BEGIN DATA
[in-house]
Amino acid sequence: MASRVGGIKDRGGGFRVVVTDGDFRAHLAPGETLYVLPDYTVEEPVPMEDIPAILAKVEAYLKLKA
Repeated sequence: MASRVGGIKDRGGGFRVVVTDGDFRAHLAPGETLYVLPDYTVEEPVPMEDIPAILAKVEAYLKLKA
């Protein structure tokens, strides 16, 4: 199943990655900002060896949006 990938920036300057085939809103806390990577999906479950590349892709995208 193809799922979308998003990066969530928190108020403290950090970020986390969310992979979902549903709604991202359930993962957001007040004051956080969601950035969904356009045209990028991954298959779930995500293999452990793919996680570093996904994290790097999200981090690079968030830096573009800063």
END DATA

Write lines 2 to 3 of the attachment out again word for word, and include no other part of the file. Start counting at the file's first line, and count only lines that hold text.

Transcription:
Amino acid sequence: MASRVGGIKDRGGGFRVVVTDGDFRAHLAPGETLYVLPDYTVEEPVPMEDIPAILAKVEAYLKLKA
Repeated sequence: MASRVGGIKDRGGGFRVVVTDGDFRAHLAPGETLYVLPDYTVEEPVPMEDIPAILAKVEAYLKLKA